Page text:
Dieter Roth (1930–98) was an artist of astonishing breadth and diversity, producing books, graphics, drawings, paintings, sculptures, assemblages and installation works. He was also a composer, musician, poet and writer. For Roth, art and life flowed readily into each other and much of the material for his artistic output came from his everyday experiences.
Throughout his life, Roth kept a diary: a space to record appointments, addresses, lists and deadlines but also ideas, drawings, photographs and poems. His diaries teem with graphic exuberance and proved a rich source for his work. The Fruitmarket Gallery is fortunate in being able to show Roth’s diaries to the public for the first time in an exhibition which explores the importance of the idea of diary-keeping in the work of this influential artist.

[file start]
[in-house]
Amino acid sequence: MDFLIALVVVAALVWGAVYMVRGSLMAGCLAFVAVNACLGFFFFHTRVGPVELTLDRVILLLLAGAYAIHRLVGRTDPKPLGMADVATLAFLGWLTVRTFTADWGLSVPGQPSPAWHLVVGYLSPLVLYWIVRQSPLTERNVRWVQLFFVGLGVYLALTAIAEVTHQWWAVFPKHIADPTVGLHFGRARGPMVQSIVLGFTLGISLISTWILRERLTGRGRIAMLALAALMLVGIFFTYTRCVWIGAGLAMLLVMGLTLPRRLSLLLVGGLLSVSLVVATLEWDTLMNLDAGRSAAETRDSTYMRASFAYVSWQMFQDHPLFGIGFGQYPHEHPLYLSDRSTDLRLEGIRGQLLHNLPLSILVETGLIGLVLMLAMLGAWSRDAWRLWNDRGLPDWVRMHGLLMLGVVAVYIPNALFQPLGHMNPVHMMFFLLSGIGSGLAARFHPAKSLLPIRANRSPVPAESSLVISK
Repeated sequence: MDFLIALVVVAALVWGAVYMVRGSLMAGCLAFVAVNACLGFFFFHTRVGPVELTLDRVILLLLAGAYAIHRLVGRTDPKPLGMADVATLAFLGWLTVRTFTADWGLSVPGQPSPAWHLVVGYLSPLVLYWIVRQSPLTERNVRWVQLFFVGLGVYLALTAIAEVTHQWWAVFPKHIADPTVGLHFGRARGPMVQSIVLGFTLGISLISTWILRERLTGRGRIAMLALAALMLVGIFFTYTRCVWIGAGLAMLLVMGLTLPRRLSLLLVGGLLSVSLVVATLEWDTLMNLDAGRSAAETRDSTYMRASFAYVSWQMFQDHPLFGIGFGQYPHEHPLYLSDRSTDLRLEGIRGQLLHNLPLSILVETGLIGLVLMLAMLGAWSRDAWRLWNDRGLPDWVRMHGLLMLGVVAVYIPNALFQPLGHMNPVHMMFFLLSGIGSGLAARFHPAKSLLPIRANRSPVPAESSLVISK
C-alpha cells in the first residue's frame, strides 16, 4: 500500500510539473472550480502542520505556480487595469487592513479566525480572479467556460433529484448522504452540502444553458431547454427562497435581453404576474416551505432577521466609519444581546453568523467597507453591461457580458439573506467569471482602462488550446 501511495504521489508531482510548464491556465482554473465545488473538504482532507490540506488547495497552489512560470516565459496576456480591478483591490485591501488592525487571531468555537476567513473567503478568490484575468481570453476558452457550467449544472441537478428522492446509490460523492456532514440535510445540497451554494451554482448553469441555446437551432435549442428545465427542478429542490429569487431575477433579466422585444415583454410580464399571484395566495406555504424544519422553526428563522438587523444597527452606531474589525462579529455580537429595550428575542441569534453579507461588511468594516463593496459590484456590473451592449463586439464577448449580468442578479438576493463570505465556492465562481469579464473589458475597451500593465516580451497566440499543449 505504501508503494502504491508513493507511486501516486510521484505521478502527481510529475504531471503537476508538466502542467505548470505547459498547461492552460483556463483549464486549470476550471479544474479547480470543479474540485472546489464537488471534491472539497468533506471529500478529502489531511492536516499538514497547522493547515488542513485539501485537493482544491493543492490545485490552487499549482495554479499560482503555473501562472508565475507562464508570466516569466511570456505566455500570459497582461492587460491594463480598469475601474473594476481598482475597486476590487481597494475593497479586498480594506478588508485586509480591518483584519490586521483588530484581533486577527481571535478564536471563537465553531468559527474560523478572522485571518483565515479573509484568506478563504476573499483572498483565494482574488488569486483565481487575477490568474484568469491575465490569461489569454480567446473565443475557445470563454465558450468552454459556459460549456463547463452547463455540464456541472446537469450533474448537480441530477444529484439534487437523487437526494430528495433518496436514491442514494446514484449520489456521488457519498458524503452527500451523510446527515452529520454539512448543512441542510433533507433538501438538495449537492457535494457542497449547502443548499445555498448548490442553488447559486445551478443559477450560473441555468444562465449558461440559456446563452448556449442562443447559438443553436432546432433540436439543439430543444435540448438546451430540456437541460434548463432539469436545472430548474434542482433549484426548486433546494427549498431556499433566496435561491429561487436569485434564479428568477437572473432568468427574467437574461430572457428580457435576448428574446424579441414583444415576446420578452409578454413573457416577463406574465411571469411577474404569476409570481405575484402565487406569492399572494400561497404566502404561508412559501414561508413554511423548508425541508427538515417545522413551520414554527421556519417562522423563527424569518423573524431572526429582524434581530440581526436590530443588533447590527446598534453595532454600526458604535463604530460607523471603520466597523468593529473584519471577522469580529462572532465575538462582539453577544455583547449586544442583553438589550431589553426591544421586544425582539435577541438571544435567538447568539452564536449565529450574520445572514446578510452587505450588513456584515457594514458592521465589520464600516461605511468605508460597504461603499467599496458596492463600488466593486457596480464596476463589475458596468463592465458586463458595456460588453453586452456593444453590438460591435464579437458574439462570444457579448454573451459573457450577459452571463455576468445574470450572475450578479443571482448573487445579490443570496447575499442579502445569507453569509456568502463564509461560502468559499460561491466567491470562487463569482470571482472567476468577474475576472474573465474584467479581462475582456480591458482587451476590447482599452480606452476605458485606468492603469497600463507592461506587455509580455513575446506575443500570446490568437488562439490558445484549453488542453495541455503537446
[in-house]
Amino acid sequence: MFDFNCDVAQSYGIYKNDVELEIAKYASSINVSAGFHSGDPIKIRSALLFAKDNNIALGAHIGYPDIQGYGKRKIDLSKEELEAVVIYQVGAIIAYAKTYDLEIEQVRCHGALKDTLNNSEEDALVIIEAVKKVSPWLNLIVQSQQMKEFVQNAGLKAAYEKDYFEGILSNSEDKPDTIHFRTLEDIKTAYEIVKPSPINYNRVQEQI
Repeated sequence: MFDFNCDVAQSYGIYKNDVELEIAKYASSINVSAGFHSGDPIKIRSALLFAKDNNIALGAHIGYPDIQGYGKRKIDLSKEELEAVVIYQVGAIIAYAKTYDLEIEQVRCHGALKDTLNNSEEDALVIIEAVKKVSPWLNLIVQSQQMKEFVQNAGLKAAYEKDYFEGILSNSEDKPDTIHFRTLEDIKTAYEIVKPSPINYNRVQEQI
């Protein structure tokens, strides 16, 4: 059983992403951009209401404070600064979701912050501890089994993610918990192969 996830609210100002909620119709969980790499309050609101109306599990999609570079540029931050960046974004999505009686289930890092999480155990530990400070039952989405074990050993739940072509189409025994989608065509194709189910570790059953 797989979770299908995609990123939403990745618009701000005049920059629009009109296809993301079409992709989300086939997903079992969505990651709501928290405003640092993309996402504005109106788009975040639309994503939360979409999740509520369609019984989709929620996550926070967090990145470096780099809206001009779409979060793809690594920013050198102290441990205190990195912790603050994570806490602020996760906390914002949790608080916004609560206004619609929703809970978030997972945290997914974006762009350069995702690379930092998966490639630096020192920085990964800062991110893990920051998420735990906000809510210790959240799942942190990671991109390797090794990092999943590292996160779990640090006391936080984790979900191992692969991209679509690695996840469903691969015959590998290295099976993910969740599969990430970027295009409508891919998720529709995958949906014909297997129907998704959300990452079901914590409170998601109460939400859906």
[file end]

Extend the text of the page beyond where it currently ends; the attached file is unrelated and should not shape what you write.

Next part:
Many of Roth’s works can be understood as kinds of diaries. In the mid 1970s, he attempted to record a year of his life by collecting and preserving all items of waste less than 5mm thick. The resulting work, Flat Waste, celebrates and subverts the ordering principle of a diary. Solo Scenes, a vast video diary, records the last year of Roth’s life on 128 video monitors.
Although Roth died in 1998, his work remains of interest to artists and audiences alike. He has a particular connection to Edinburgh, having been part of Richard Demarco’s exhibition Strategy Get Arts at the 1970 Edinburgh International Festival. This will be the first time his work has been seen in Scotland since.